A European recommendation to wear facemasks for air travel is being scrapped.
The European Union Aviation Safety Agency (EASA) and European Centre for Disease Prevention and Control (ECDC) say the decision will take effect from May 16th.
In a joint statement, they say: "The update of the joint Aviation Health Safety Protocol takes account of the latest developments in the pandemic, in particular the levels of vaccination and naturally acquired immunity, and the accompanying lifting of restrictions in a growing number of European countries."
However airlines can still impose their own rules in relation to masks.
For example, flights to or from a destination where mask-wearing is still required on public transport would likely continue to encourage it.
And vulnerable passengers are advised to continue wearing facemasks, regardless of the rules.
Passengers are also being encouraged to observe distancing measures in indoor areas, including at the airport, wherever possible.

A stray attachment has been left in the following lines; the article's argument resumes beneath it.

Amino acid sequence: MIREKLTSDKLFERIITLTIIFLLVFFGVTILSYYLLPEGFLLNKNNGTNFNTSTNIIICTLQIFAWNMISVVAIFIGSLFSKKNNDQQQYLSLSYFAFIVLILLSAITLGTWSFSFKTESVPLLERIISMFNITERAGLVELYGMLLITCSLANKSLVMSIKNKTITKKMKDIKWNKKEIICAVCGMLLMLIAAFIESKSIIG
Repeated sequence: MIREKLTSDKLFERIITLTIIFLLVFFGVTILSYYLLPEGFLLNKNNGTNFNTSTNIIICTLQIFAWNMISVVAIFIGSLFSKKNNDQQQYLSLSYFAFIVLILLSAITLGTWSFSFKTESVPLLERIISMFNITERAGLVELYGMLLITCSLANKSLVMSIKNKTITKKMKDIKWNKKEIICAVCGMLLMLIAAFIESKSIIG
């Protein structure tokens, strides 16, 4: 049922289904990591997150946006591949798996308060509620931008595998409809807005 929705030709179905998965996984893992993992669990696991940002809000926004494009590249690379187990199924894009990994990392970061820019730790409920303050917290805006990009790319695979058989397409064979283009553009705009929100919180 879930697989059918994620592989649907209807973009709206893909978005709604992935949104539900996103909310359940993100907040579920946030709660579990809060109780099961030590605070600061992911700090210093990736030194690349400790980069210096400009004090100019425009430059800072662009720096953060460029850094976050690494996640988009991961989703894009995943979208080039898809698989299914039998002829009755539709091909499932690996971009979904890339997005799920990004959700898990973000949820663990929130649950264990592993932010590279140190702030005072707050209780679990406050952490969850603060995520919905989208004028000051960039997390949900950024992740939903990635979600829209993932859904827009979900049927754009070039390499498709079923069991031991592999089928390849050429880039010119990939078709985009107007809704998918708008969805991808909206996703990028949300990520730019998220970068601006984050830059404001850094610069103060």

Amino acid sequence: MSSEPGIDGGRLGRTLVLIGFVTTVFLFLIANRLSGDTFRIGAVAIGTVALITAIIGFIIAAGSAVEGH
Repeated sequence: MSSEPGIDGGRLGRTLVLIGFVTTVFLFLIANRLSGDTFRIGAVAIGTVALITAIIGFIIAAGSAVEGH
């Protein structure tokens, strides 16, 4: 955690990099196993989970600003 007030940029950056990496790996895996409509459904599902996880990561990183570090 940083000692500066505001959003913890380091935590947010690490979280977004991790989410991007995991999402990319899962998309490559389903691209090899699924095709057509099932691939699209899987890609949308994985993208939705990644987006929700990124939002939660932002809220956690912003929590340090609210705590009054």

While airport operators have been advised to adopt "a pragmatic approach", and avoid distancing requirements that will likely lead to a bottlenecks.
EASA executive director Patrick Ky says: "It is a relief to all of us that we are finally reaching a stage in the pandemic where we can start to relax the health safety measures.
"For many passengers, and also aircrew members, there is a strong desire for masks to no longer be a mandatory part of air travel.
"We are now at the start of that process.
"Passengers should continue to comply with the requirements of their airline and, where preventive measures are optional, make responsible decisions and respect the choice of other passengers."
He adds: "In particular, a passenger who is coughing and sneezing should strongly consider wearing a face mask, for the reassurance of those seated nearby."
And it says while many states no longer require Passenger Locator Forms, airlines should keep their data collection systems on standby "so they could make this information available to public health authorities if needed".
It says this could happen where a potentially more dangerous new variant of concern emerges.